A few days on and I have the final results from our Newbury Show stand.
310 QDiabetes assessments and risk counselling conversations.
111 HbA1c point of care tests on those with a QDiabetes Risk of 10% or more.
80 Body Composition Analyses as part of healthy lifestyle discussions.
We provisionally diagnosed 5 people as diabetic who were not previously diagnosed.
There were 8 people with HbA1c 42-47 (at risk of DM) who were advised to get further assessment.
We have subsequently booked 30 people into the Eat4Health Sessions as a result of the stand
Notes. Many of the QDiabetes calculations were prompted by people requesting them (particularly at busy times) though we did invite passer-by people to be tested (and we recognise a slight bias to inviting those people who might have a higher BMI!)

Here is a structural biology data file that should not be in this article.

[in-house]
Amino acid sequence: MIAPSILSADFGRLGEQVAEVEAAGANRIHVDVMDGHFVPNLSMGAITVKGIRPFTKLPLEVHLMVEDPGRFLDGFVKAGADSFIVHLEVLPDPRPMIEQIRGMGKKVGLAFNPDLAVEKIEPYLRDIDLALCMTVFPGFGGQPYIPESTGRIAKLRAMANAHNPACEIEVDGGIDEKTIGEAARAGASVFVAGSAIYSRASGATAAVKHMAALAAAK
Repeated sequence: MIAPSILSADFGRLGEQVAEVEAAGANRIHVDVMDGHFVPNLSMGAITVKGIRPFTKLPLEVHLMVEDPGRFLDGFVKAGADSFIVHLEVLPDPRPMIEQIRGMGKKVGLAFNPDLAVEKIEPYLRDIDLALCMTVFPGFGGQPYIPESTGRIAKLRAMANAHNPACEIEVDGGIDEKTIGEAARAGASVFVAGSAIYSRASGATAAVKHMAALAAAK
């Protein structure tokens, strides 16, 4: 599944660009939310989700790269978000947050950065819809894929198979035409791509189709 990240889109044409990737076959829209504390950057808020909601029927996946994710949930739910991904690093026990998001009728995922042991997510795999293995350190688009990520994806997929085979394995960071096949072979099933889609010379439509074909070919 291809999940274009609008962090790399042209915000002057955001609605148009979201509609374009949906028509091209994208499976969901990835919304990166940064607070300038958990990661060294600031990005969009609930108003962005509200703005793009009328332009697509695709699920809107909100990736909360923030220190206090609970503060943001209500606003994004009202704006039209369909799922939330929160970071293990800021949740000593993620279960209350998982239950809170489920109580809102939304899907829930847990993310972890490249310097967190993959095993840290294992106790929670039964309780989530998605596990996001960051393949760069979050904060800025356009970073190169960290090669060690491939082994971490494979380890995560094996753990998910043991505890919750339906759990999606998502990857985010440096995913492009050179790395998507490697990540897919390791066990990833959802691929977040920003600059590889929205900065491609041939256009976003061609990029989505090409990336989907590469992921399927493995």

The threshold for offering HbA1c was set at 20% QDiabetes risk on Saturday, (plus clinically driven exceptions) but having assessed the day one data we revised our threshold down to 10% risk on the second day. This was based on the experience of identifying someone with DM with a risk of 16% on day one. Overall there is a balance to be struck between cost, workload and pickup rate, but informally we would suggest a 15% QDiabetes risk would have caught all of the “hidden” diabetics in our small cohort.
There was a fairly “generous” approach to applying the rules, with clinicians asking for HbA1c according to their judgement at times.
Some people slipped through the net and only told us they were diabetic after QDiabetes assessment (!) but gratifyingly their risks were generally over 30%. Similarly we tested a couple of people with very low apparent QDiabetes scores, due to symptoms, BMI or suspicions.
In our overall small sample there was a small bias of risk score to be higher in the male subjects. There appears to be an overall trend of higher HbA1c results in those tested, correlating to the QDiabetes risk score.